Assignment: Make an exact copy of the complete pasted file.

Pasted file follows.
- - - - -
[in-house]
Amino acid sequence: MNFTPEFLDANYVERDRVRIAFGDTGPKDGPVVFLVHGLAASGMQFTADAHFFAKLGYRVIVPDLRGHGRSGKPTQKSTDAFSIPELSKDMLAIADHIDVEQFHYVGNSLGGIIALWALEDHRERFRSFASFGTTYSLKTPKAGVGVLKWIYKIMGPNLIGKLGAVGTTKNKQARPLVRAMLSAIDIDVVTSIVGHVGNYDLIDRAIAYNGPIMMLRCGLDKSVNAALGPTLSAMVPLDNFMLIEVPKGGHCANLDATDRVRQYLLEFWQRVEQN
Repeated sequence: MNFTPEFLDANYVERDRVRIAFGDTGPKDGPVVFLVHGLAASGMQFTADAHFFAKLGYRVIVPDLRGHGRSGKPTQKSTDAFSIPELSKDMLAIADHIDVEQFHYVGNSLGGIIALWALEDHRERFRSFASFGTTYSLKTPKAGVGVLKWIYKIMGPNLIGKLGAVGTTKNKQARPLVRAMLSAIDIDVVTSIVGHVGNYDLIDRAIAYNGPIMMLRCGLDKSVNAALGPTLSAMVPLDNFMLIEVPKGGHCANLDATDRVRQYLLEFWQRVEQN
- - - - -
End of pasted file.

[in-house]
Amino acid sequence: MNFTPEFLDANYVERDRVRIAFGDTGPKDGPVVFLVHGLAASGMQFTADAHFFAKLGYRVIVPDLRGHGRSGKPTQKSTDAFSIPELSKDMLAIADHIDVEQFHYVGNSLGGIIALWALEDHRERFRSFASFGTTYSLKTPKAGVGVLKWIYKIMGPNLIGKLGAVGTTKNKQARPLVRAMLSAIDIDVVTSIVGHVGNYDLIDRAIAYNGPIMMLRCGLDKSVNAALGPTLSAMVPLDNFMLIEVPKGGHCANLDATDRVRQYLLEFWQRVEQN
Repeated sequence: MNFTPEFLDANYVERDRVRIAFGDTGPKDGPVVFLVHGLAASGMQFTADAHFFAKLGYRVIVPDLRGHGRSGKPTQKSTDAFSIPELSKDMLAIADHIDVEQFHYVGNSLGGIIALWALEDHRERFRSFASFGTTYSLKTPKAGVGVLKWIYKIMGPNLIGKLGAVGTTKNKQARPLVRAMLSAIDIDVVTSIVGHVGNYDLIDRAIAYNGPIMMLRCGLDKSVNAALGPTLSAMVPLDNFMLIEVPKGGHCANLDATDRVRQYLLEFWQRVEQN